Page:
We hope that you’ll take a look at our campaign and consider contributing, share with your family and friends, or simply continue to support Notes from Nature through participation as a citizen scientist. Please see our campaign here: https://uva.useed.net/projects/84/home
Be sure to watch the video on our campaign page, too! We specifically highlight the Mountain Lake Biological Collection and several team members from the University of Virginia.
Since our launch several months ago, the Notes from Nature citizen science community has transcribed 250,000 specimen labels! This is an incredible achievement, and shows promise for where this project can go. We’re indebted to the citizen scientists out there who love this work and have taken it upon themselves to contribute to science in this way.
- Over 3,500 citizen scientists from around the globe participating
- Over 8,800 plant specimens completed (completion requires at least three transcriptions to ensure quality through consensus)
- Over 16,000 insect specimens completed (same requirement as plants)
- Over 25 bird ledger pages completed – these are WAY more time intensive, and were only added days ago (same completion requirement as others)
We’ve learned a lot during this period, and are now in the process of figuring out where to go next, and how to involve bigger crowds of citizen scientists and more interesting collections from around the world. Our recent call for new collections has garnered interest from curators across the US and Europe, and we hope more will be in contact soon. It’s a very exciting time.
Thank you for all your support!
This is the moment that many have been waiting for, and that we’ve been trying to figure out how best to handle for several months. We think we finally have a process in place to receive and evaluate the addition of new collections into Notes from Nature through a variety of pathways. This process will hopefully allow appropriate consideration of including Notes from Nature on grant proposals, in contributing new collection specimen and receiving data back, and much more. Now that we are nearly at 250,000 transcriptions in only the first several months, we are excited by the prospects of putting this prototype system to work for the remaining BILLION OR MORE specimen on hold in collections around the world. We are eager to hear your ideas for adding new content, expanding functionality, and finding ways to continue this project as an engaging citizen science effort and to make it a sustainable community resource.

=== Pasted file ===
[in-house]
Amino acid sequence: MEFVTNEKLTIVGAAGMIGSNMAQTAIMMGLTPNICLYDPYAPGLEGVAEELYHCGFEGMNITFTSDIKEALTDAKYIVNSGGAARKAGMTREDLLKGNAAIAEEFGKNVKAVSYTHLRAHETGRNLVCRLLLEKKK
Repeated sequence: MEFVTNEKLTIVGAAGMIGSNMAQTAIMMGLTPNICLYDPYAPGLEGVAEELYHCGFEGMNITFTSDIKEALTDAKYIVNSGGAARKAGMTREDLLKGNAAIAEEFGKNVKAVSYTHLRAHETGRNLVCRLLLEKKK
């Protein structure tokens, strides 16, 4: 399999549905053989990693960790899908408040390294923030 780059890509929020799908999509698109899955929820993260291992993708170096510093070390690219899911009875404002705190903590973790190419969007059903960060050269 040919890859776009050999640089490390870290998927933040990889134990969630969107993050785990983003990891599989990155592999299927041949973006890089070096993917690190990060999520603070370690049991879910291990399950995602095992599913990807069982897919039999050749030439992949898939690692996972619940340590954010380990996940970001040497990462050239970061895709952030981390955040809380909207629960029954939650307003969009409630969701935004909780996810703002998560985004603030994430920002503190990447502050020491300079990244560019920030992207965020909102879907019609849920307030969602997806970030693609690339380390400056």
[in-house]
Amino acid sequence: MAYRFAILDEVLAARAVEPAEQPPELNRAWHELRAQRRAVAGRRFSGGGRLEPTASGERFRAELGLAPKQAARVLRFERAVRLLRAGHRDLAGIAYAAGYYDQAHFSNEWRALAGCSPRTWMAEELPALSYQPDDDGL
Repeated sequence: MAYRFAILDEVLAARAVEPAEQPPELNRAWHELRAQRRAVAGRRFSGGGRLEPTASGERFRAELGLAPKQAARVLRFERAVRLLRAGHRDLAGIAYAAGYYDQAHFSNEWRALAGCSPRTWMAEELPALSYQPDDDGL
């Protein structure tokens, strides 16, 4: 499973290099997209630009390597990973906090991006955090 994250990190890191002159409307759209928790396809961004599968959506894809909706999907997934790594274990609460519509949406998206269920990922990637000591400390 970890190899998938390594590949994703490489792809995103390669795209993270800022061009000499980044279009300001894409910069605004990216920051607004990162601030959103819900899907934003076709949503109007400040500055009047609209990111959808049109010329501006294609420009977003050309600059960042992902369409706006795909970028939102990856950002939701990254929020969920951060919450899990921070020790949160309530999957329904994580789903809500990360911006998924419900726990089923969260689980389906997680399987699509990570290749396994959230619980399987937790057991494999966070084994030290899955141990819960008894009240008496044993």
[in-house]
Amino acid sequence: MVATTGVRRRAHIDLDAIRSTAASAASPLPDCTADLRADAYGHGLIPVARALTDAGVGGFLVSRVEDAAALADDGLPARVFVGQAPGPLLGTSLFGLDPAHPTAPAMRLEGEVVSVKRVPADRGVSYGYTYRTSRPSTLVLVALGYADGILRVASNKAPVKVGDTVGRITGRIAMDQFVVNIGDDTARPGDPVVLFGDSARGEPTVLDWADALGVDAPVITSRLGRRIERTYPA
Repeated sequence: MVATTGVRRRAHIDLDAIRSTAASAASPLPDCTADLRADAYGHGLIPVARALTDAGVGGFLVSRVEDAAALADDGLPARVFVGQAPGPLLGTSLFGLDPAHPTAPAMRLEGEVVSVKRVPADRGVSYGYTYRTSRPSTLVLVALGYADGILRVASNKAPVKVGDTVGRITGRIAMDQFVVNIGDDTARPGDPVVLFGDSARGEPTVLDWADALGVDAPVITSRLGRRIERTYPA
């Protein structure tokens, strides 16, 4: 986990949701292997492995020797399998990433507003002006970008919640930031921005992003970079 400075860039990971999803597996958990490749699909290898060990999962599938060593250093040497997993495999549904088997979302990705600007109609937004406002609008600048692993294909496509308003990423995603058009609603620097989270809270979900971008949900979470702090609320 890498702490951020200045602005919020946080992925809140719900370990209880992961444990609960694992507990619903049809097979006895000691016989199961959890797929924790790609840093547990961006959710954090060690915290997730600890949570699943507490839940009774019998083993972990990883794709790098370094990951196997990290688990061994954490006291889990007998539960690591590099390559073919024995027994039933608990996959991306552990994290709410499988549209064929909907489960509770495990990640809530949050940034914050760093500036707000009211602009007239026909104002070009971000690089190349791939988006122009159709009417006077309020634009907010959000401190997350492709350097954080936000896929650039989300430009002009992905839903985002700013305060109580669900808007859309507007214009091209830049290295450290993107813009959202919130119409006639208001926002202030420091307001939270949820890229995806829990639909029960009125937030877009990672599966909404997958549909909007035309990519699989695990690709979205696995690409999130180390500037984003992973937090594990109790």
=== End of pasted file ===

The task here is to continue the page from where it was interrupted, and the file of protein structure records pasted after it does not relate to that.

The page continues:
If you are a collection curator and would like to see your collection become part of Notes from Nature, please visit our About page and read the lower portion describing “How to become a participant in Notes from Nature”. The most important part is to complete the Application for Inclusion form at the end, which is what we need to know to consider your proposals.
If you are an avid Notes from Nature fan and tried to visit the site this past weekend while in the UK, you may have noticed that you could not access it. Zooniverse team member Chris Lintott offers an explanation of what happened in this Notes from Nature vs. English Premier League match: http://blog.zooniverse.org/2013/08/15/not-the-premier-league-how-zooniverse-got-blocked-by-the-courts/